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Studio Zimoun

Swiss sound / kinetic artist Zimoun creates works with simple materials - cardboard, motors, and cotton balls, to great effect. Here are a couple of examples embedded below:

In 2003, graphic designer Marc Beekhuis and Zimoun founded Leerraum [ ] - which has become a platform for artists, designers or architects,… who explore forms and structures based on reductive principles and careful yet radical use of materials.

«Using simple and functional components, Zimoun builds architecturally-minded platforms of sound. Exploring mechanical rhythm and flow in prepared systems, his installations incorporate commonplace industrial objects. In an obsessive display of curiously collected material, these works articulate a tension between the orderly patterns of Modernism and the chaotic forces of life. Carrying an emotional depth, the acoustic hum of natural phenomena blends effortlessly with electric reverberation in Zimoun’s minimalist constructions.» bitforms nyc

«The sound sculptures and installations of Zimoun are graceful, mechanized works of playful poetry, their structural simplicity opens like an industrial bloom to reveal a complex and intricate series of relationships, an ongoing interplay between the «artificial» and the «organic». It’s an artistic research of simple and elegant systems to generate and study complex behaviors in sound and motion. Zimoun creates sound pieces from basic components, often using multiples of the same prepared mechanical elements to examine the creation and degeneration of patterns.»

You can check out more works by Studio Zimoun at their website here,  as well as their Vimeo channel here

Zimoun Previously on PK

Tags: zimoun sound art
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Francis Fabiculanan’s 1979 Porsche 911 S (via European Car Magazine)

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"Compilation Video V3.1" (by Studio Zimoun)

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Swiss installation artist Zimoun chose a vast 1950s storage tank in Dottikon, Switzerland, as the site of his latest work (via Wallpaper* Magazine)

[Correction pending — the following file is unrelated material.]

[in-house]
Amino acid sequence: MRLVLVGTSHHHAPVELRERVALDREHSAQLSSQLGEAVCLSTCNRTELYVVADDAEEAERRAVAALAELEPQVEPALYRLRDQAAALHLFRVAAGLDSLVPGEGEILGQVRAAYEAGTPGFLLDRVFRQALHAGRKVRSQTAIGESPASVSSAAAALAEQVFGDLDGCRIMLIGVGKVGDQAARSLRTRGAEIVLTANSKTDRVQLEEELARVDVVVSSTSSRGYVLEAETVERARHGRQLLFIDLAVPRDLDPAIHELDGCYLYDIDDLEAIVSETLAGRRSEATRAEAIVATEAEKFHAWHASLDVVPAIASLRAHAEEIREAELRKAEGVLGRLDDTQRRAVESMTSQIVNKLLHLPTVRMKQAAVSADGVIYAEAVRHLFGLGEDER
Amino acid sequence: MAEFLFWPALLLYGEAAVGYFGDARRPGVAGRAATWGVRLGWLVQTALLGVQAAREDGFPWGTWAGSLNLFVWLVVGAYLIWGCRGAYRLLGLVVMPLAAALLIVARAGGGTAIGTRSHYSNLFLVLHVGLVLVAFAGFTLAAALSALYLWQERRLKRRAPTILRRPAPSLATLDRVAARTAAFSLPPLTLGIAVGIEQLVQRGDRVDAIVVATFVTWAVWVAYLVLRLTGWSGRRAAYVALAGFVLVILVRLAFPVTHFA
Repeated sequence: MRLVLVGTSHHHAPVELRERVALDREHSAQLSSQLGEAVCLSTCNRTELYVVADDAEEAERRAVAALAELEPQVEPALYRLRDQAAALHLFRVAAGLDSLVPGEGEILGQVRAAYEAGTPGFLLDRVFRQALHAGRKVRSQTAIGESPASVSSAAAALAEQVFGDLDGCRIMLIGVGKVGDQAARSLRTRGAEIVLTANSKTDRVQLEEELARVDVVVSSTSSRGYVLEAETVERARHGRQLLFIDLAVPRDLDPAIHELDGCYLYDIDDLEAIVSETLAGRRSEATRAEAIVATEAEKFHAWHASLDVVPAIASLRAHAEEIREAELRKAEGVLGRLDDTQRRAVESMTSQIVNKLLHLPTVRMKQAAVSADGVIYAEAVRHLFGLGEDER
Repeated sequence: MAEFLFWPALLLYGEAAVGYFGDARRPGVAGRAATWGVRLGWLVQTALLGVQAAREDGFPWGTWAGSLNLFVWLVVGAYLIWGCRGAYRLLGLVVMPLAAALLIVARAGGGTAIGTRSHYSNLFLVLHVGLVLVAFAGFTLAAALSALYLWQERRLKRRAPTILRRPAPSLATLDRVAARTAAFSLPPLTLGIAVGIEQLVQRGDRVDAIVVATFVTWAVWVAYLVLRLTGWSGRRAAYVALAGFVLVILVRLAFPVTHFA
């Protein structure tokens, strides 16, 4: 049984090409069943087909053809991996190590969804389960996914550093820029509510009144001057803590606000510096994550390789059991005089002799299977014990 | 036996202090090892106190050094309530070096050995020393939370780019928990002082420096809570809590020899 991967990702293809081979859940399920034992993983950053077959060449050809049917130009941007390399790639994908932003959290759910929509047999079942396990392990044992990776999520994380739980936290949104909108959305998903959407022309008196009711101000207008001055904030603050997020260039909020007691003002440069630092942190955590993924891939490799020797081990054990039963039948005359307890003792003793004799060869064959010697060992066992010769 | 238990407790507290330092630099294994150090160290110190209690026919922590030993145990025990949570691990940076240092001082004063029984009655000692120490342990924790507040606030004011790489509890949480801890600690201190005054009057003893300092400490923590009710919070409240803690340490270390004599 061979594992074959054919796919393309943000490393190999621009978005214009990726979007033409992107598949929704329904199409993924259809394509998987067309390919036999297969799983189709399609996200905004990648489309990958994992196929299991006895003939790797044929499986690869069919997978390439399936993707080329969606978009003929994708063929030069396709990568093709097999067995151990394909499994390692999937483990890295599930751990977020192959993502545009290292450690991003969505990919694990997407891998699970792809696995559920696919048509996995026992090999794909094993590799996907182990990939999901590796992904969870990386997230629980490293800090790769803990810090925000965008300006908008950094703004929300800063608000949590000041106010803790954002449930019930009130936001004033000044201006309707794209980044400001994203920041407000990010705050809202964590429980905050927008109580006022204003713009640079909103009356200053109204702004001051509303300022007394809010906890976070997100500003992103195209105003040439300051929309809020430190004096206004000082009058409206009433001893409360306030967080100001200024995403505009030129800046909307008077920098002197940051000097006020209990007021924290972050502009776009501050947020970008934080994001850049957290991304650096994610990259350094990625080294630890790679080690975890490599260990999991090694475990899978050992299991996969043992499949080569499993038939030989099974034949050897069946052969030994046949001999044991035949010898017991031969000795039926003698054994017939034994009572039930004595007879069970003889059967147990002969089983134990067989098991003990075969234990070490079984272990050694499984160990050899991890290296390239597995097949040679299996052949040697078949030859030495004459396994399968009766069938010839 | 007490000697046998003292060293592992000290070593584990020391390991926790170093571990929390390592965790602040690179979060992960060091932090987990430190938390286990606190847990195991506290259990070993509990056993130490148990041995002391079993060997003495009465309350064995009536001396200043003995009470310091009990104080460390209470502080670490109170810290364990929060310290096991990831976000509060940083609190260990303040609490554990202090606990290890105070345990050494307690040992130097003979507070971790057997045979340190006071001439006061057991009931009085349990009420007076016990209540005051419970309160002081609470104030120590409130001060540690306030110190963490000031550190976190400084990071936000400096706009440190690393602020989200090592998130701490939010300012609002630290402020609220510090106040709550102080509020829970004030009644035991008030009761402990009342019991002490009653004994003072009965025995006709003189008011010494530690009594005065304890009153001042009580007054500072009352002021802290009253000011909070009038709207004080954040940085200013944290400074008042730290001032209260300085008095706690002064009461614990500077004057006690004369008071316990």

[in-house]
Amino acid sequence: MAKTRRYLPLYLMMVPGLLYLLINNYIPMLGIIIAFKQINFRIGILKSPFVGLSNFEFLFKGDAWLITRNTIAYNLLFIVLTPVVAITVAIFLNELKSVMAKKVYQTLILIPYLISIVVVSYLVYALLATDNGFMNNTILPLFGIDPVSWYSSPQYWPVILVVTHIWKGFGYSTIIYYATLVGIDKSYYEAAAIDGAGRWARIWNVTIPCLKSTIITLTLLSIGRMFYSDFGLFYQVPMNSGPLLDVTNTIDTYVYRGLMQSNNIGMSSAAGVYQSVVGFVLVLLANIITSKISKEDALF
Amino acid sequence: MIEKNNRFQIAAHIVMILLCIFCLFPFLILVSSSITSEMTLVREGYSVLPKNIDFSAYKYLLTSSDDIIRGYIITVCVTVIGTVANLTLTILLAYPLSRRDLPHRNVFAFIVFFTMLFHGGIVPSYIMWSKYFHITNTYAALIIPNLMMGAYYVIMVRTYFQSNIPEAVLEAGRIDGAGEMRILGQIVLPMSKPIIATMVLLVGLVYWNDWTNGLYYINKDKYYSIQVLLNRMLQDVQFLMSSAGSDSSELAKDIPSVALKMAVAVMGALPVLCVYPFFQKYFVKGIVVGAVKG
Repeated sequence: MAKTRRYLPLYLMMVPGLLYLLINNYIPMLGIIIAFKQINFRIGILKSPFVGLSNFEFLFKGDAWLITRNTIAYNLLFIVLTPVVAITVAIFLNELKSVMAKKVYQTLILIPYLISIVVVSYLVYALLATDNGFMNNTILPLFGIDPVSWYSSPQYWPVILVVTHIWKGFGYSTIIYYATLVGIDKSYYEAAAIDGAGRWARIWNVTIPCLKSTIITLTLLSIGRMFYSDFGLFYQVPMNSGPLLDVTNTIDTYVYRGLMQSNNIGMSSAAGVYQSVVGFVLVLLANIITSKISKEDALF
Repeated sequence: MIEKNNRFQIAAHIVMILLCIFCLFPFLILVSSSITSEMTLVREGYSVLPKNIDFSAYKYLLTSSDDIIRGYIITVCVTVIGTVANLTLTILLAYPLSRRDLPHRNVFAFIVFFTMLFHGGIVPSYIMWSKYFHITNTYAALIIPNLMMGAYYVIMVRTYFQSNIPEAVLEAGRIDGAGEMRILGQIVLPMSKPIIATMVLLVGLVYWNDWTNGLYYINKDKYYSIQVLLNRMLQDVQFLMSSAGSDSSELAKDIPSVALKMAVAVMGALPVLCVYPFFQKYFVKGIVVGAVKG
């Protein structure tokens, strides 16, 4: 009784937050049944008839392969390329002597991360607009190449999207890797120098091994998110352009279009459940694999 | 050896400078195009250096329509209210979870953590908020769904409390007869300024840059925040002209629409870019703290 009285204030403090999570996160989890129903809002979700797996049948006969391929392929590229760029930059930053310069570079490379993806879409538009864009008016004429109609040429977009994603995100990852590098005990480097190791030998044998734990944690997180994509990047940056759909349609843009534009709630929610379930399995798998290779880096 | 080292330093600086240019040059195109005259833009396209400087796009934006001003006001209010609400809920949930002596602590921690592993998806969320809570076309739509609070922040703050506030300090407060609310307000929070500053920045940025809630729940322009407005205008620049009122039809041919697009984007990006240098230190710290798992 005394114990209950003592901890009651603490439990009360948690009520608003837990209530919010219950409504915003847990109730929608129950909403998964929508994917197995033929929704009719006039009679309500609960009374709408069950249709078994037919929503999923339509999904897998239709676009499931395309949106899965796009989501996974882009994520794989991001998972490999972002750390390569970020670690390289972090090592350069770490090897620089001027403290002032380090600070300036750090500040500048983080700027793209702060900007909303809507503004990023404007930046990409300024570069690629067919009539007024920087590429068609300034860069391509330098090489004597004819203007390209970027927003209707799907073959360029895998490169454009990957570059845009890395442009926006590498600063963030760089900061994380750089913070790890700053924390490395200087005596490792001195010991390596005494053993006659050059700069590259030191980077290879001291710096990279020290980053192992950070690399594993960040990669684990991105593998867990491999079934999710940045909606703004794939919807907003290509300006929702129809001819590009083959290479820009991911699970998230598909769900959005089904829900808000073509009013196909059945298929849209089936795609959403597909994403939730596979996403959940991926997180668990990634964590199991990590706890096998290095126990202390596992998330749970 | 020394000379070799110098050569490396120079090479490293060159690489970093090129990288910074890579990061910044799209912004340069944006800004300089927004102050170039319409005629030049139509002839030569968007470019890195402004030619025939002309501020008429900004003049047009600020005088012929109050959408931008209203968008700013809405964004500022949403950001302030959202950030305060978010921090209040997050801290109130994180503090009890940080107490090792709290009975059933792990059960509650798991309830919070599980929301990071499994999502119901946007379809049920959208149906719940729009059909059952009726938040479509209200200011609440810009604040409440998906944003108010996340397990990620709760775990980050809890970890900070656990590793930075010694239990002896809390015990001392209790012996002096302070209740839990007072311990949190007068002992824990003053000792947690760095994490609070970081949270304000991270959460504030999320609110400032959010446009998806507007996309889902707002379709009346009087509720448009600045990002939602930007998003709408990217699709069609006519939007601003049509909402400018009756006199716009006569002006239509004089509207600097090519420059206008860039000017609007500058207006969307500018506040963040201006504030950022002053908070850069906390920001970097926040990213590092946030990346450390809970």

Swiss installation artist Zimoun chose a vast 1950s storage tank in Dottikon, Switzerland, as the site of his latest work (via Wallpaper* Magazine)

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craigology:

“Whirled Beat” 10-year-old boy drumming washing machine (original version) (by Dan Carollo)

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Popular Science:

The great American naturalist Aldo Leopold once wrote that he was glad he would not be young in a future without wilderness. Indeed, he may not have been thrilled to know the sonic environment he enjoyed each day is gone; the sound of highways now mingles with birdsong, which itself has changed with the redistribution of species. But he took such detailed and copious field notes that we can recreate that environment, hearing the sounds of nature as Leopold himself would have.

This “resurrected soundscape” is the first sonic setting to be recreated from real data, rather than from informed imagination, according to researchers at the University of Wisconsin-Madison.

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Joseph Nechtval:

"Immersion Into Noise" is intended as a conceptual handbook useful for the development of a personal-political-visionary art of noise. On a planet that is increasingly technologically linked and globally mediated, how might noises break and reconnect in distinctive and productive ways within practices located in the world of art and thought? That is the question Joseph Nechvatal explores in “Immersion Into Noise.”

Joseph Nechtval:

"Immersion Into Noise" is intended as a conceptual handbook useful for the development of a personal-political-visionary art of noise. On a planet that is increasingly technologically linked and globally mediated, how might noises break and reconnect in distinctive and productive ways within practices located in the world of art and thought? That is the question Joseph Nechvatal explores in “Immersion Into Noise.”

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David Pescovitz:

The FM3 Buddha Machine was inspired by the cheap electronic Buddhist chant boxes sold in China and India that play infinite prayer loops. The video above is an ambient “jam session” between three of those chant boxes and a Raagini Electronic Digital Tanpura laying down the drone. The result is a kind of “generative art,” unique work created by computers from fixed parameters defined by a human artist.
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Michal Libera, Katarzyna Krakowiak, “Making the walls quake as if they were dilating with the secret knowledge of great powers” (by BiennaleChannel)